The Republicans have already made it clear they want to make Obamacare a big issue in the 2014 election and they have found a clever way exploit President Obama’s decision to delay the employer mandate as part of this strategy. From Politico:

[Speaker John] Boehner on Tuesday discussed holding a pair of side-by-side votes to delay both the employer mandate and the individual mandate for one year. That could force Democrats to go on the record supporting a one-year reprieve from the law for employers but not for individuals and families. It would also send a message that House Republicans don’t believe the White House has the legal authority to not enforce a piece of the law for one year.

The third bill, sponsored by Rep. Tom Price (R-Ga.), would prohibit the Internal Revenue Service from enforcing or implementing the law. The agency has a role in determining who is eligible for subsidized insurance and who is penalized for not meeting the mandate.

This would be a smart political gambit on multiple levels if the Republicans can pull it off. One of the Democrats big attack against Republicans is that they only care about helping big business not regular people. This ploy would let Republicans try to flip that narrative on its head for a day. The message would be: “Democrats will help big corporations avoid burdensome new Obamacare costs but not regular Americans.”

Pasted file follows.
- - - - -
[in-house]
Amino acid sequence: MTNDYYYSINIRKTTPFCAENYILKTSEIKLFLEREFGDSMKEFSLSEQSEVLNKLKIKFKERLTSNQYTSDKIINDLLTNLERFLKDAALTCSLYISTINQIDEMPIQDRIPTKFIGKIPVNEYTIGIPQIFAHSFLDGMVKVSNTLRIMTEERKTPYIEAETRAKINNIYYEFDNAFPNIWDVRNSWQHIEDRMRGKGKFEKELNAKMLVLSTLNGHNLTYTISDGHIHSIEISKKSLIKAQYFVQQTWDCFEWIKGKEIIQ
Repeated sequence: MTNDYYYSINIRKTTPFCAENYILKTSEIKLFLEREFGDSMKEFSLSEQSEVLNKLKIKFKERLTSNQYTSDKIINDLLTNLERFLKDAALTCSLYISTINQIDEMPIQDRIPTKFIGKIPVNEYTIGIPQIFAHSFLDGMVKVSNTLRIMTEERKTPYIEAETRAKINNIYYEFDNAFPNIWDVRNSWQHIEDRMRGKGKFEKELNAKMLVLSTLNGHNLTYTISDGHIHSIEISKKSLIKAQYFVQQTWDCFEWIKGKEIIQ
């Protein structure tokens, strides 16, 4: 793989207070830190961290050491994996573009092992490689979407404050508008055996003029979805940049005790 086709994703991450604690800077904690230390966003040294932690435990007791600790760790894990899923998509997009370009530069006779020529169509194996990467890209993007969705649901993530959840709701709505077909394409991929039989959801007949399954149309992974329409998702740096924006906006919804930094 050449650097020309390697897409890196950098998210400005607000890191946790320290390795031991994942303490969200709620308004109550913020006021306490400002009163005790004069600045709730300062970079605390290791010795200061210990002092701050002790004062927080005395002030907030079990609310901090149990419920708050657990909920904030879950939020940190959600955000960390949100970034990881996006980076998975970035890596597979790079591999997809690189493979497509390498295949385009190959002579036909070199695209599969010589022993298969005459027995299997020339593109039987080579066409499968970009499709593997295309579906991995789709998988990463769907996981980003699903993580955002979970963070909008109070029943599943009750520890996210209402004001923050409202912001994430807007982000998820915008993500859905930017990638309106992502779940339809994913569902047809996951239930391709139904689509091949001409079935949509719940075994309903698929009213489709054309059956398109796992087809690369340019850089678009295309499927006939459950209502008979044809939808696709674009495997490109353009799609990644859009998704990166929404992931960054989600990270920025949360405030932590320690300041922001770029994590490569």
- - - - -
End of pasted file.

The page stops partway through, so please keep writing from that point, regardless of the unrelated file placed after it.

On a more simplistic level the employer mandate is popular and the individual mandate is very unpopular. Delaying the popular stuff but not the unpopular stuff simply doesn’t look good. It especially looks bad because the individual mandate penalty is so small in the first year that there really isn’t a good policy reason why it can’t also be delayed for a year. Currently this is only Obama’s problem but if Republicans put it to a vote on the floor they also make it every House Democrats problem.

Obamacare was a big winner for Republicans in 2010 and they are betting heavily that it can be again in 2014.

Jon Walker

Jon Walker

Jonathan Walker grew up in New Jersey. He graduated from Wesleyan University in 2006. He is an expert on politics, health care and drug policy. He is also the author of After Legalization and Cobalt Slave, and a Futurist writer at

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